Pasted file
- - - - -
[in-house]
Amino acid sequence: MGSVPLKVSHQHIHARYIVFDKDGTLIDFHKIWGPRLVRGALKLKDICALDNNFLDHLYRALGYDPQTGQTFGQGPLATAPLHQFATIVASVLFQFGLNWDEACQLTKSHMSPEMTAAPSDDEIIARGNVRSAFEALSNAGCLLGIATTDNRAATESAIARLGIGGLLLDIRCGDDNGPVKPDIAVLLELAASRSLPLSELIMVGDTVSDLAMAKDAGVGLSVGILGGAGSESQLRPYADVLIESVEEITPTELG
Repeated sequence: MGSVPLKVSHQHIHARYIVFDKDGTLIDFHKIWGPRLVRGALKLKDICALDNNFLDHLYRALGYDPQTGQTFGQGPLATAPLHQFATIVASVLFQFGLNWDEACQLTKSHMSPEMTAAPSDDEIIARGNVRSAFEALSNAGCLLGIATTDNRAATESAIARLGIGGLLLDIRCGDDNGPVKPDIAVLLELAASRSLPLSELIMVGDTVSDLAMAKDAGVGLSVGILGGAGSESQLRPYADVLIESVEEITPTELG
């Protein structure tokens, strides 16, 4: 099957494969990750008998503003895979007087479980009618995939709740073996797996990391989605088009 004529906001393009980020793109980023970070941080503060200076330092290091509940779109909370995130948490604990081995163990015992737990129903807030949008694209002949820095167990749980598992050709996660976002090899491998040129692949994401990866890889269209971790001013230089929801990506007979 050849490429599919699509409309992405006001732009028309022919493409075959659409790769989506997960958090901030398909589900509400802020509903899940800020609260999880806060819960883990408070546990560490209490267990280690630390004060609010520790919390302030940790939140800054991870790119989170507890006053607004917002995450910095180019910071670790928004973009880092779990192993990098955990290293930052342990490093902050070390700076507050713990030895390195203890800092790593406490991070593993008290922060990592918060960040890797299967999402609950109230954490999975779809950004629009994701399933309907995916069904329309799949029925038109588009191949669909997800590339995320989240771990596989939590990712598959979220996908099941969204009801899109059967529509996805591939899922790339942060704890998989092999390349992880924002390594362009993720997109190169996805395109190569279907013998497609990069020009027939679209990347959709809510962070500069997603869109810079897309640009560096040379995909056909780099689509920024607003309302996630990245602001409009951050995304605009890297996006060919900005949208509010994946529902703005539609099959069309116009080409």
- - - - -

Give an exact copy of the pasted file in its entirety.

[in-house]
Amino acid sequence: MGSVPLKVSHQHIHARYIVFDKDGTLIDFHKIWGPRLVRGALKLKDICALDNNFLDHLYRALGYDPQTGQTFGQGPLATAPLHQFATIVASVLFQFGLNWDEACQLTKSHMSPEMTAAPSDDEIIARGNVRSAFEALSNAGCLLGIATTDNRAATESAIARLGIGGLLLDIRCGDDNGPVKPDIAVLLELAASRSLPLSELIMVGDTVSDLAMAKDAGVGLSVGILGGAGSESQLRPYADVLIESVEEITPTELG
Repeated sequence: MGSVPLKVSHQHIHARYIVFDKDGTLIDFHKIWGPRLVRGALKLKDICALDNNFLDHLYRALGYDPQTGQTFGQGPLATAPLHQFATIVASVLFQFGLNWDEACQLTKSHMSPEMTAAPSDDEIIARGNVRSAFEALSNAGCLLGIATTDNRAATESAIARLGIGGLLLDIRCGDDNGPVKPDIAVLLELAASRSLPLSELIMVGDTVSDLAMAKDAGVGLSVGILGGAGSESQLRPYADVLIESVEEITPTELG
């Protein structure tokens, strides 16, 4: 099957494969990750008998503003895979007087479980009618995939709740073996797996990391989605088009 004529906001393009980020793109980023970070941080503060200076330092290091509940779109909370995130948490604990081995163990015992737990129903807030949008694209002949820095167990749980598992050709996660976002090899491998040129692949994401990866890889269209971790001013230089929801990506007979 050849490429599919699509409309992405006001732009028309022919493409075959659409790769989506997960958090901030398909589900509400802020509903899940800020609260999880806060819960883990408070546990560490209490267990280690630390004060609010520790919390302030940790939140800054991870790119989170507890006053607004917002995450910095180019910071670790928004973009880092779990192993990098955990290293930052342990490093902050070390700076507050713990030895390195203890800092790593406490991070593993008290922060990592918060960040890797299967999402609950109230954490999975779809950004629009994701399933309907995916069904329309799949029925038109588009191949669909997800590339995320989240771990596989939590990712598959979220996908099941969204009801899109059967529509996805591939899922790339942060704890998989092999390349992880924002390594362009993720997109190169996805395109190569279907013998497609990069020009027939679209990347959709809510962070500069997603869109810079897309640009560096040379995909056909780099689509920024607003309302996630990245602001409009951050995304605009890297996006060919900005949208509010994946529902703005539609099959069309116009080409």